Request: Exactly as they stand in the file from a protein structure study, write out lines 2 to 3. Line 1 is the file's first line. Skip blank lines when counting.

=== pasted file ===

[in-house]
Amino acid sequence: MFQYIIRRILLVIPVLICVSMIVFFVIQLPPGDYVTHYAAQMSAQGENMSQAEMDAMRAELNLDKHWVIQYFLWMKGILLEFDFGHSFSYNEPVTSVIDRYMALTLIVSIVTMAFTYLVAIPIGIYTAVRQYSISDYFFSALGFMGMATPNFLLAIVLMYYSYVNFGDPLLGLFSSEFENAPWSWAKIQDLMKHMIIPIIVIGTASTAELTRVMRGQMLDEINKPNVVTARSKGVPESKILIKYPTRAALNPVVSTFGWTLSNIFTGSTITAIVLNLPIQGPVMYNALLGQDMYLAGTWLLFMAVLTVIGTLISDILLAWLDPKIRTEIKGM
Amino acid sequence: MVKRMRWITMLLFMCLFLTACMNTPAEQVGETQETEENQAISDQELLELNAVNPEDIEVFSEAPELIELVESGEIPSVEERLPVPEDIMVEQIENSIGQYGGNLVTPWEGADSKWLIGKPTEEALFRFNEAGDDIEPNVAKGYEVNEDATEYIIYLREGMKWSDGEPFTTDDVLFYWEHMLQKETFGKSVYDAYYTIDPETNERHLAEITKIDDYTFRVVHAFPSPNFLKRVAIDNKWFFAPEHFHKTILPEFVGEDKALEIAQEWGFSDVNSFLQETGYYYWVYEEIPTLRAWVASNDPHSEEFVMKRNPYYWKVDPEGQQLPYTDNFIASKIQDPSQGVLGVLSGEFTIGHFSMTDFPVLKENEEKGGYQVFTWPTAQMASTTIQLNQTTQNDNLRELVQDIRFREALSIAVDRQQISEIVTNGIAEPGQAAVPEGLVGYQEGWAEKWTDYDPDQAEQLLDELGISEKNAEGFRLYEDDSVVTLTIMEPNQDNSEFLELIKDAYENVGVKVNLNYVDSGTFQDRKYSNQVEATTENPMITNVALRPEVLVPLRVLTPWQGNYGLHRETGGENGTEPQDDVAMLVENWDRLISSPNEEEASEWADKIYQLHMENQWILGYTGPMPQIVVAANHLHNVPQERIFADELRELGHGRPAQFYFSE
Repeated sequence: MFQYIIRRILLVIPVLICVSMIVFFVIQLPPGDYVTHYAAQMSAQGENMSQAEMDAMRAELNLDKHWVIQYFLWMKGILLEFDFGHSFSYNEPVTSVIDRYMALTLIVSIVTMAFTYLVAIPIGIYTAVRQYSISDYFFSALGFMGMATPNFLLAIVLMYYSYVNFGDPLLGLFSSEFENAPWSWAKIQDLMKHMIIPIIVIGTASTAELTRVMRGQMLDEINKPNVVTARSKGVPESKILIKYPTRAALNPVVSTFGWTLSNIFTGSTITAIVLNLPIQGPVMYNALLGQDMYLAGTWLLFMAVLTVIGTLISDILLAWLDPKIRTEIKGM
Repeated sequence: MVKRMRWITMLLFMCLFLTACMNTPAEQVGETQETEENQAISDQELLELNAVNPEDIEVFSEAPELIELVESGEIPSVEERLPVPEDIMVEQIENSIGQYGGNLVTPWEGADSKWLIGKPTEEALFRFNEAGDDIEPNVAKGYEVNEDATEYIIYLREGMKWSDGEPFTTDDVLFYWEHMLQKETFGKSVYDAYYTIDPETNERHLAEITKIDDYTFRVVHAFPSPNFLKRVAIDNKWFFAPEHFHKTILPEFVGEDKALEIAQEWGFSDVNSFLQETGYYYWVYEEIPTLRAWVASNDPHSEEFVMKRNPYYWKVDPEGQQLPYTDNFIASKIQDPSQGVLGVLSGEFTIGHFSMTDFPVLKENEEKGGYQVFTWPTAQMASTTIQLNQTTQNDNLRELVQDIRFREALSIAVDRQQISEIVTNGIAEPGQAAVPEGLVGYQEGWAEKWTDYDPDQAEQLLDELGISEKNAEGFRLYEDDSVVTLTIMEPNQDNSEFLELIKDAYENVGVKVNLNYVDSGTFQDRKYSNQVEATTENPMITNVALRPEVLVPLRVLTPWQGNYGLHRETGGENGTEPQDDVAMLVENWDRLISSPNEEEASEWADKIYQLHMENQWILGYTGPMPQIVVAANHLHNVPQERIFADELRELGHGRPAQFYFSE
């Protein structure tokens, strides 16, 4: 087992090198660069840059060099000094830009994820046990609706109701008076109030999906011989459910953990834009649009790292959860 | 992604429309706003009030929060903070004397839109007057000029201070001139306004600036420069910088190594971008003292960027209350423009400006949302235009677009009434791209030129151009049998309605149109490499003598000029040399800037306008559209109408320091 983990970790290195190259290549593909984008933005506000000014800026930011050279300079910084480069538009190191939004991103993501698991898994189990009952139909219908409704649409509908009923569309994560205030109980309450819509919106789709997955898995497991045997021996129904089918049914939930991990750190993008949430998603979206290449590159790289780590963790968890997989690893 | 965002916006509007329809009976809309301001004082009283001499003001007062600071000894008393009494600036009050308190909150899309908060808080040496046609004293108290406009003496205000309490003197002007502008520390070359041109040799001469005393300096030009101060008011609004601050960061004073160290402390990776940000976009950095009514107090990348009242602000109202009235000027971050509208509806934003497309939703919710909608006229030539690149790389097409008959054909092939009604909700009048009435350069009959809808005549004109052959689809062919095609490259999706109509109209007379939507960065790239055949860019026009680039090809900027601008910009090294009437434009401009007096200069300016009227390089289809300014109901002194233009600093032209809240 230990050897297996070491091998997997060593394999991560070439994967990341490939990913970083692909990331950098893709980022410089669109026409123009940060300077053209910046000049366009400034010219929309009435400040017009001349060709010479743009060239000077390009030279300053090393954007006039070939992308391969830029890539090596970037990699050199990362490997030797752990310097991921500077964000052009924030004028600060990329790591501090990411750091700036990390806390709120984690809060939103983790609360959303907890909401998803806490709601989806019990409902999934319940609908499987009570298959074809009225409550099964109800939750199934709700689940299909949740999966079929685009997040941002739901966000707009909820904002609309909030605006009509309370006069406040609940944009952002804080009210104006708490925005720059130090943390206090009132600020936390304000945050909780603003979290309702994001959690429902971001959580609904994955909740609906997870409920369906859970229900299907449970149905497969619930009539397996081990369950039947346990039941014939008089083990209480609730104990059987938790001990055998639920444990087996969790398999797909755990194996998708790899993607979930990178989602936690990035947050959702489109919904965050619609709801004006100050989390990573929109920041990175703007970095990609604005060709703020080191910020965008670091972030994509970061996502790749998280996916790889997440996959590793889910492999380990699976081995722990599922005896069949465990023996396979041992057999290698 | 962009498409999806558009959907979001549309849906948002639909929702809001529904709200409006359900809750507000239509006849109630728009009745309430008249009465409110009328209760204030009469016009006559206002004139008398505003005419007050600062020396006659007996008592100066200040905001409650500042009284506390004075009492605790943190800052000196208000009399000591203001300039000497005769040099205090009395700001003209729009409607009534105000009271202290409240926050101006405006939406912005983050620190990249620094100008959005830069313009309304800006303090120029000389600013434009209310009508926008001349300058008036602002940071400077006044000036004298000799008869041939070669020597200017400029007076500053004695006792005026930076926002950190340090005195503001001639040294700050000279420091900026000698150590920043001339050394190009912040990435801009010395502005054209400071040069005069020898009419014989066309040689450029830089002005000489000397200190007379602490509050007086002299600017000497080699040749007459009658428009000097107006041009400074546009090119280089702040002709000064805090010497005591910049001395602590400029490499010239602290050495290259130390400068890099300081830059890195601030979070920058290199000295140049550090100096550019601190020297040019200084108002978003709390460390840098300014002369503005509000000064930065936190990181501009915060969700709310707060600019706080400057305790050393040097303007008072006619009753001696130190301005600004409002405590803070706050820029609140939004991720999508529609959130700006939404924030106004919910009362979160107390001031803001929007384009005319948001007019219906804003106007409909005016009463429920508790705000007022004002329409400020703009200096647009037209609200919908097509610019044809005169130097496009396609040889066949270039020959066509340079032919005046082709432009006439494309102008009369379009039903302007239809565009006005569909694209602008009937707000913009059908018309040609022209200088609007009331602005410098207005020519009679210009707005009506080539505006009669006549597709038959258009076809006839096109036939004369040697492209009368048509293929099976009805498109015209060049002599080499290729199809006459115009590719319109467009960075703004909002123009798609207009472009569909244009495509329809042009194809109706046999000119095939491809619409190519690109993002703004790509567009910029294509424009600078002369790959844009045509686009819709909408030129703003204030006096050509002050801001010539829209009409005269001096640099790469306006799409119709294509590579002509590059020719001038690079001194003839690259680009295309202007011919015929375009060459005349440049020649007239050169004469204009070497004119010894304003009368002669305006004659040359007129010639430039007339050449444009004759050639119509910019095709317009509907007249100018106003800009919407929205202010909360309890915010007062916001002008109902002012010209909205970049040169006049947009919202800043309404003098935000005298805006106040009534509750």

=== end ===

Amino acid sequence: MFQYIIRRILLVIPVLICVSMIVFFVIQLPPGDYVTHYAAQMSAQGENMSQAEMDAMRAELNLDKHWVIQYFLWMKGILLEFDFGHSFSYNEPVTSVIDRYMALTLIVSIVTMAFTYLVAIPIGIYTAVRQYSISDYFFSALGFMGMATPNFLLAIVLMYYSYVNFGDPLLGLFSSEFENAPWSWAKIQDLMKHMIIPIIVIGTASTAELTRVMRGQMLDEINKPNVVTARSKGVPESKILIKYPTRAALNPVVSTFGWTLSNIFTGSTITAIVLNLPIQGPVMYNALLGQDMYLAGTWLLFMAVLTVIGTLISDILLAWLDPKIRTEIKGM
Amino acid sequence: MVKRMRWITMLLFMCLFLTACMNTPAEQVGETQETEENQAISDQELLELNAVNPEDIEVFSEAPELIELVESGEIPSVEERLPVPEDIMVEQIENSIGQYGGNLVTPWEGADSKWLIGKPTEEALFRFNEAGDDIEPNVAKGYEVNEDATEYIIYLREGMKWSDGEPFTTDDVLFYWEHMLQKETFGKSVYDAYYTIDPETNERHLAEITKIDDYTFRVVHAFPSPNFLKRVAIDNKWFFAPEHFHKTILPEFVGEDKALEIAQEWGFSDVNSFLQETGYYYWVYEEIPTLRAWVASNDPHSEEFVMKRNPYYWKVDPEGQQLPYTDNFIASKIQDPSQGVLGVLSGEFTIGHFSMTDFPVLKENEEKGGYQVFTWPTAQMASTTIQLNQTTQNDNLRELVQDIRFREALSIAVDRQQISEIVTNGIAEPGQAAVPEGLVGYQEGWAEKWTDYDPDQAEQLLDELGISEKNAEGFRLYEDDSVVTLTIMEPNQDNSEFLELIKDAYENVGVKVNLNYVDSGTFQDRKYSNQVEATTENPMITNVALRPEVLVPLRVLTPWQGNYGLHRETGGENGTEPQDDVAMLVENWDRLISSPNEEEASEWADKIYQLHMENQWILGYTGPMPQIVVAANHLHNVPQERIFADELRELGHGRPAQFYFSE